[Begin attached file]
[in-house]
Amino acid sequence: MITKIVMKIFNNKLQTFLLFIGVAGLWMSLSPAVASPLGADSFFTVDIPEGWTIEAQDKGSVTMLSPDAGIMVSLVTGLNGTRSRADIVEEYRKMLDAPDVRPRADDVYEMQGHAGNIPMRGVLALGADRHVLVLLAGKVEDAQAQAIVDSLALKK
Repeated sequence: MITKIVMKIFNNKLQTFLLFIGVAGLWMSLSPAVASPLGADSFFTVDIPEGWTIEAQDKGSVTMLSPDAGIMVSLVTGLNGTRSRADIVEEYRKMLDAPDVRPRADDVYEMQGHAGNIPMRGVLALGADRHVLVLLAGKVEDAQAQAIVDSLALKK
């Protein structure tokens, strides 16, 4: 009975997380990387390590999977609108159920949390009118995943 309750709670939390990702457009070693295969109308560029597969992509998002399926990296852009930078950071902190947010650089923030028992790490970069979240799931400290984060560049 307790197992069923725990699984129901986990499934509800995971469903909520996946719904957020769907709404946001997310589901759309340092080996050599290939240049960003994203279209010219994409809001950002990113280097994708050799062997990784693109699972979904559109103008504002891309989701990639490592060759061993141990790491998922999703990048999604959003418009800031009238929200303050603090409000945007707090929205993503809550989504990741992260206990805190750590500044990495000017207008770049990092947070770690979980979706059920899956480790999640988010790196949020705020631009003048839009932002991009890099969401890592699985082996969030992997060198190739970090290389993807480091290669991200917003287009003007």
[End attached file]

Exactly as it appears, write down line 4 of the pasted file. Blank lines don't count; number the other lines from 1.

């Protein structure tokens, strides 16, 4: 009975997380990387390590999977609108159920949390009118995943 309750709670939390990702457009070693295969109308560029597969992509998002399926990296852009930078950071902190947010650089923030028992790490970069979240799931400290984060560049 307790197992069923725990699984129901986990499934509800995971469903909520996946719904957020769907709404946001997310589901759309340092080996050599290939240049960003994203279209010219994409809001950002990113280097994708050799062997990784693109699972979904559109103008504002891309989701990639490592060759061993141990790491998922999703990048999604959003418009800031009238929200303050603090409000945007707090929205993503809550989504990741992260206990805190750590500044990495000017207008770049990092947070770690979980979706059920899956480790999640988010790196949020705020631009003048839009932002991009890099969401890592699985082996969030992997060198190739970090290389993807480091290669991200917003287009003007």